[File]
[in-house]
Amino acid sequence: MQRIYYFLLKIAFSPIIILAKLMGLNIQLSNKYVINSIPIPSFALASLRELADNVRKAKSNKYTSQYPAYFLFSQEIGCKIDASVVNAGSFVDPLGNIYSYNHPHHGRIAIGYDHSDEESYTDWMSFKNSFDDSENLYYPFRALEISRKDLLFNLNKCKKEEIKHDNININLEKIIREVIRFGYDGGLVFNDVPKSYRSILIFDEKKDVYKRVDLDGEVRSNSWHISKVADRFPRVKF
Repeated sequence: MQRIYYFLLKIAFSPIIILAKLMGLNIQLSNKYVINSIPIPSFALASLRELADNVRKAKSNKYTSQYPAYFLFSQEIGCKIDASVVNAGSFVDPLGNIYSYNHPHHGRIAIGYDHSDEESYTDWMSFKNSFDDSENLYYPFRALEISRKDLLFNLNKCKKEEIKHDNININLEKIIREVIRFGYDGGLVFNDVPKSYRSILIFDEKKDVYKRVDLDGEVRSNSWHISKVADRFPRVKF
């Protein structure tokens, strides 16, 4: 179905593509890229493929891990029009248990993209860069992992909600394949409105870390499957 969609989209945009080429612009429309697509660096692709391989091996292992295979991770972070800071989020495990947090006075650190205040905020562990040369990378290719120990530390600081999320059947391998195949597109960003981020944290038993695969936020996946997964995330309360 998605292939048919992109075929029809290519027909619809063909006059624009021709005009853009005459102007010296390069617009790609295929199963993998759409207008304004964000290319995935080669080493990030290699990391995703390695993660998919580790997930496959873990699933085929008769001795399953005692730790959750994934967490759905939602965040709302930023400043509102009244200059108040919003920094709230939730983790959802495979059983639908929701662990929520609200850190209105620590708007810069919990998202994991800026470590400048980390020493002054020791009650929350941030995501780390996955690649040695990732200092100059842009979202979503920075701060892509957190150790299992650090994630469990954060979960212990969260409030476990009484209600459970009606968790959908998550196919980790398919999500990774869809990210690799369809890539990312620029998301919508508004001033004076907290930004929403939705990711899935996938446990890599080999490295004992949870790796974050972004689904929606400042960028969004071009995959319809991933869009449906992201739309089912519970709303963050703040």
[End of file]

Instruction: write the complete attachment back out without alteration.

[in-house]
Amino acid sequence: MQRIYYFLLKIAFSPIIILAKLMGLNIQLSNKYVINSIPIPSFALASLRELADNVRKAKSNKYTSQYPAYFLFSQEIGCKIDASVVNAGSFVDPLGNIYSYNHPHHGRIAIGYDHSDEESYTDWMSFKNSFDDSENLYYPFRALEISRKDLLFNLNKCKKEEIKHDNININLEKIIREVIRFGYDGGLVFNDVPKSYRSILIFDEKKDVYKRVDLDGEVRSNSWHISKVADRFPRVKF
Repeated sequence: MQRIYYFLLKIAFSPIIILAKLMGLNIQLSNKYVINSIPIPSFALASLRELADNVRKAKSNKYTSQYPAYFLFSQEIGCKIDASVVNAGSFVDPLGNIYSYNHPHHGRIAIGYDHSDEESYTDWMSFKNSFDDSENLYYPFRALEISRKDLLFNLNKCKKEEIKHDNININLEKIIREVIRFGYDGGLVFNDVPKSYRSILIFDEKKDVYKRVDLDGEVRSNSWHISKVADRFPRVKF
């Protein structure tokens, strides 16, 4: 179905593509890229493929891990029009248990993209860069992992909600394949409105870390499957 969609989209945009080429612009429309697509660096692709391989091996292992295979991770972070800071989020495990947090006075650190205040905020562990040369990378290719120990530390600081999320059947391998195949597109960003981020944290038993695969936020996946997964995330309360 998605292939048919992109075929029809290519027909619809063909006059624009021709005009853009005459102007010296390069617009790609295929199963993998759409207008304004964000290319995935080669080493990030290699990391995703390695993660998919580790997930496959873990699933085929008769001795399953005692730790959750994934967490759905939602965040709302930023400043509102009244200059108040919003920094709230939730983790959802495979059983639908929701662990929520609200850190209105620590708007810069919990998202994991800026470590400048980390020493002054020791009650929350941030995501780390996955690649040695990732200092100059842009979202979503920075701060892509957190150790299992650090994630469990954060979960212990969260409030476990009484209600459970009606968790959908998550196919980790398919999500990774869809990210690799369809890539990312620029998301919508508004001033004076907290930004929403939705990711899935996938446990890599080999490295004992949870790796974050972004689904929606400042960028969004071009995959319809991933869009449906992201739309089912519970709303963050703040």